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Spotlight - equipment views and reviews from the AK team

Hut Living

By Col
10, Nov, 2016

Ditching the tent and sharing a common destination with many others that have headed out into the wilds.

Hutlife1

So you're looking to head into the mountains for a number of days walking, climbing or biking. Maybe you don't fancy having to pitch up a tent every time you move on, or maybe you're carrying a load of kit and want to base yourself from which to explore the area.  Well luckily people have been disappearing into the wilderness for donkeys years... and that's a long time, creating a network of permanent buildings that would provide shelter whilst out for days on end, whether tending sheep, droving cattle or hunting and fishing. 

If you're lucky enough then you may well find some form of backcountry hut network in your country, whether that's American and Scandinavian wilderness huts, New Zealand tramping huts and of course the UK bothy. Quite often huts will be situated along long distance trails, which makes them ideal, convenient places to stay if you're planning on really getting away from it all. 

Of course it is important to do your research first as the vast majority will be basic with no facilities, so it’s important you still take appropriate equipment, plus some hut networks will have special rules and regulations that help and ensure a continued up keep. Even in well established areas such as the Alps, customs will vary between countries, so either check on line or even better speak to people who have been before. 

So journey from our home grown Bothy. Often simple and basic, with the bare minimum of facilities. A place to shelter and have a fire but often no wood provided, unless you're really lucky, so be prepared to hunt out your own! To cook up a hearty stew or warming cuppa whilst you spin tall tails of endeavour late into the evening as the storm lashes outside. Each of these bothies standing strong with its own majestic beauty set into the wild landscape.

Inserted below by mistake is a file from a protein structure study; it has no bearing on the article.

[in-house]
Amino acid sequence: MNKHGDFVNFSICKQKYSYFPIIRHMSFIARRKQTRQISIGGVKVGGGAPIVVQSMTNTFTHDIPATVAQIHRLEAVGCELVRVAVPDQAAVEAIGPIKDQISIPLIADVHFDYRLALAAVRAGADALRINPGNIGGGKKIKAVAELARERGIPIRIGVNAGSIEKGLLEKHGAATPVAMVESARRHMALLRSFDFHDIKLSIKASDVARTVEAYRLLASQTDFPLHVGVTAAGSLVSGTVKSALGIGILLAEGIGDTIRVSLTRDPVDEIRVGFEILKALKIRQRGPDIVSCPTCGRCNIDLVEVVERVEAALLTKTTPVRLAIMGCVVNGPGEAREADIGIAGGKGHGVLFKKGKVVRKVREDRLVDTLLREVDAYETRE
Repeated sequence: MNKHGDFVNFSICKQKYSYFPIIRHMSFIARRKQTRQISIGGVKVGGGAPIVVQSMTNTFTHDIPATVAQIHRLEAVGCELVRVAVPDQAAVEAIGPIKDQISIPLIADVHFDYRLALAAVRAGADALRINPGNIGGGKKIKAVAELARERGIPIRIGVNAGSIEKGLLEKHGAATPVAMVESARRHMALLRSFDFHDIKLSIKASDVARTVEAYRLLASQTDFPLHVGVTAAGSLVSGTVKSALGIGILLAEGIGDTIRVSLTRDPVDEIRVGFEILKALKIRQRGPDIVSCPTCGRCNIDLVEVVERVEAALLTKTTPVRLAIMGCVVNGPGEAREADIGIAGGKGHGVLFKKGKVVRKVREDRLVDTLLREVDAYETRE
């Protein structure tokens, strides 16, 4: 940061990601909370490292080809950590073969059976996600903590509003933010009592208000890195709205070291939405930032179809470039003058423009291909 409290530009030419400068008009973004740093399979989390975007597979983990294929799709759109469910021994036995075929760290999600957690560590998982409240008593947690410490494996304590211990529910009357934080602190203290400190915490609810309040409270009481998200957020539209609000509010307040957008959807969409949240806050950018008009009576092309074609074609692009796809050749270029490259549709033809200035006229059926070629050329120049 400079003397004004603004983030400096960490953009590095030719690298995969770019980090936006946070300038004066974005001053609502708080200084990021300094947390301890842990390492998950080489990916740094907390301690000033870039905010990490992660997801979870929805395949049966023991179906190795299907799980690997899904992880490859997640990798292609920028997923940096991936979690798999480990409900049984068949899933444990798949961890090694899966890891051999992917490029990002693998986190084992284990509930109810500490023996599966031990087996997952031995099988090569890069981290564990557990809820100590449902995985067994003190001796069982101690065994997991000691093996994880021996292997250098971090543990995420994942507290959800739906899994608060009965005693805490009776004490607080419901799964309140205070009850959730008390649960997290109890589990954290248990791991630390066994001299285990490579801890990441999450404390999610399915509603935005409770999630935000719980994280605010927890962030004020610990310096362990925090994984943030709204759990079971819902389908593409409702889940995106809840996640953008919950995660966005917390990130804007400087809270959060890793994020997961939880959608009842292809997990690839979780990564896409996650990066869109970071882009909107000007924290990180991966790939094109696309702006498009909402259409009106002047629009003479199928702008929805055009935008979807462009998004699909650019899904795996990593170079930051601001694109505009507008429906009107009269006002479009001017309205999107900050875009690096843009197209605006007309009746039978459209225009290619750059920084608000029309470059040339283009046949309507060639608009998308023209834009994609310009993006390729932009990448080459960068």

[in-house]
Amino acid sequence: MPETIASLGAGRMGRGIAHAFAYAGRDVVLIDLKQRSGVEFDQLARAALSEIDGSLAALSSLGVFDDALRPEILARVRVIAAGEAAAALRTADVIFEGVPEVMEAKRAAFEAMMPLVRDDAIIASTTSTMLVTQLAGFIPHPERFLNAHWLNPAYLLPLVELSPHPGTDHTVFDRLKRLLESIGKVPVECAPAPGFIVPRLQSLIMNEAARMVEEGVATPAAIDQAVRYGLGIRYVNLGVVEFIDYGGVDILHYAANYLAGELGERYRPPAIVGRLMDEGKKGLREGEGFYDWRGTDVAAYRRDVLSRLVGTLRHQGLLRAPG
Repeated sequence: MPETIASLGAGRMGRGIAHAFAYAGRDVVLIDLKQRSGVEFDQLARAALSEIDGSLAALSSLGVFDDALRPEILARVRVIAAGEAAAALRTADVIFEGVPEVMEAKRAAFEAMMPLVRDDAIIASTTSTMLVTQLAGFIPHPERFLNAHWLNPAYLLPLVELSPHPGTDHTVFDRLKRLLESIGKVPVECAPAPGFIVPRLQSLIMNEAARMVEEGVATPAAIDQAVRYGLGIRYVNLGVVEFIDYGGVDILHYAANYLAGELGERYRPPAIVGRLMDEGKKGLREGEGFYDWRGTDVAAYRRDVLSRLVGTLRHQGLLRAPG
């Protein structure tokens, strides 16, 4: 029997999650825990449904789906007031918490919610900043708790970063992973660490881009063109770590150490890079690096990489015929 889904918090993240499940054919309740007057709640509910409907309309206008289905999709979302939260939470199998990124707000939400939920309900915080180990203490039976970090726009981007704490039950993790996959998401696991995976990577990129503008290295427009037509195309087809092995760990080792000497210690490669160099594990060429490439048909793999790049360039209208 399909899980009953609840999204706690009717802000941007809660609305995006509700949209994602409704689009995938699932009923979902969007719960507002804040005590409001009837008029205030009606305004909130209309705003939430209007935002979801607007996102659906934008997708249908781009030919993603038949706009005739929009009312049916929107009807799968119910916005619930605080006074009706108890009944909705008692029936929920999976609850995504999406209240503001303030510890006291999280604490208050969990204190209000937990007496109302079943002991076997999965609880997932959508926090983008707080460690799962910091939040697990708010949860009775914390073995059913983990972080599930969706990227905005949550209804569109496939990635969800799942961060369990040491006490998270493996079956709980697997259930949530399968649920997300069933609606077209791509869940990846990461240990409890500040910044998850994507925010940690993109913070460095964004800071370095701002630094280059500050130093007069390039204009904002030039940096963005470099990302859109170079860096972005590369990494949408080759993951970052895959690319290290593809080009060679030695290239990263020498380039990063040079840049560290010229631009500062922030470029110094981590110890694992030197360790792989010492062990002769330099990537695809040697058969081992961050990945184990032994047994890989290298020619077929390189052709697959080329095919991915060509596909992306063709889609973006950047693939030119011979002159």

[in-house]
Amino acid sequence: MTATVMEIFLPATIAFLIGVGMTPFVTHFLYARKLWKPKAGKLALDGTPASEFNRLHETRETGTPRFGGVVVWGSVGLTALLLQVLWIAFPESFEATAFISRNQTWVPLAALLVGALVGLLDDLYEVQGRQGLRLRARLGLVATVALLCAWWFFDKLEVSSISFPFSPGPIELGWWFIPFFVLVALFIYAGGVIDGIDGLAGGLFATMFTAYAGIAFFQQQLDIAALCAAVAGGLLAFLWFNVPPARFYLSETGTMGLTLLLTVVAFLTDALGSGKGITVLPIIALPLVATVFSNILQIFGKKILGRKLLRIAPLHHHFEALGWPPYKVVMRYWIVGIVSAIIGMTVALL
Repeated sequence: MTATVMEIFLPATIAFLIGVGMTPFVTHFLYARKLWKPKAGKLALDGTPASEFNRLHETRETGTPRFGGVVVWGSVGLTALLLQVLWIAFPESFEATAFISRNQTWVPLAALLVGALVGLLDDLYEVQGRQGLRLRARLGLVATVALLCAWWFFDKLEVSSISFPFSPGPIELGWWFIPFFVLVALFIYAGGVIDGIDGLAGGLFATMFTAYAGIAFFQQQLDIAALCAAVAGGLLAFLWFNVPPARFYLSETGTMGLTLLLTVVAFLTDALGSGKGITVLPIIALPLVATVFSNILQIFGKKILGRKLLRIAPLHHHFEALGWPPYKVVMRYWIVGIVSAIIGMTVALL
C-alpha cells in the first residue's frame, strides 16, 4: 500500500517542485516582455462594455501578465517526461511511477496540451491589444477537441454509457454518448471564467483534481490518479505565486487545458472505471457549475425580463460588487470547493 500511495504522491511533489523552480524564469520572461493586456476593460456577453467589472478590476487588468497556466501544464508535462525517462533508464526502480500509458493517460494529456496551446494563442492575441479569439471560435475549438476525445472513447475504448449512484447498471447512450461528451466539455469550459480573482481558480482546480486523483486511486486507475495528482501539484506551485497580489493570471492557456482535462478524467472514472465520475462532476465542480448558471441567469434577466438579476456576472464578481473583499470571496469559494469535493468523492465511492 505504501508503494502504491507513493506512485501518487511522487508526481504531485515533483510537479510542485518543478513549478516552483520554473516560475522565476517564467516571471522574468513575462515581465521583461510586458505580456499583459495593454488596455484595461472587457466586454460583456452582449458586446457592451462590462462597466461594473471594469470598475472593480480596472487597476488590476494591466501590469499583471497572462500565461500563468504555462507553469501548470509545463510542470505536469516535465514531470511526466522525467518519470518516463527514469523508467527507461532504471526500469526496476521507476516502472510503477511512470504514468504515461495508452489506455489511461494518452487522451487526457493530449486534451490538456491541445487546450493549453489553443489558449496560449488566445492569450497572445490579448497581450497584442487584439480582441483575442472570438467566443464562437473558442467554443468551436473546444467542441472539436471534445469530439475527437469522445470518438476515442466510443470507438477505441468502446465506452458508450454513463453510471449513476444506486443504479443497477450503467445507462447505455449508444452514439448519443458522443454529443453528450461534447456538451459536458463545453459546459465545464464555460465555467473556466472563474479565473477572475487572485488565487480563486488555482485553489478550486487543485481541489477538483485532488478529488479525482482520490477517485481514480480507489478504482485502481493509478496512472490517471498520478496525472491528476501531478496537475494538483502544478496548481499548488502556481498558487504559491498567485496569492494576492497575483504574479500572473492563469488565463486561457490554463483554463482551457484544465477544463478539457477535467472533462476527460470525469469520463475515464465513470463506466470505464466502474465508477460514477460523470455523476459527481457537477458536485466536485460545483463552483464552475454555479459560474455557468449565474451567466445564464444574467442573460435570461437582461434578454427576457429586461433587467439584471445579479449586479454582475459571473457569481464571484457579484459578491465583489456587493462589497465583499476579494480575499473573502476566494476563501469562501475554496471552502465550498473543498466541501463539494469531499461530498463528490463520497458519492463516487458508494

Or journey up high and stay high amongst the amazing stunning vistas of the Alps, where there’s a wonderful network of Alpine huts or rifugi that offer anything from fairly basic to luxury accommodation. Most huts will have some form of bunk accommodation with blankets and pillow, but a sleeping bag liner can prove very useful and saves on laundry. In terms of food, again the wardens of most huts will provide some food options. So overall this can really free you up to travel with a fairly minimal kit list when trekking from hut to hut. Due to the popularity these will often need booking in advance, certainly through the busy summer months. Whether pushing for alpine summits or taking on some long distance trek such as the Haute Route, they make convenient stop overs for drying kit, refulling, making early alpine starts, or to just sit in comfort with a coffee or beer and soak up the view. 

Now we know it's not always easy to share your sleeping space... In our latest issue of Outpost we included a few tips for those more sociable of huts...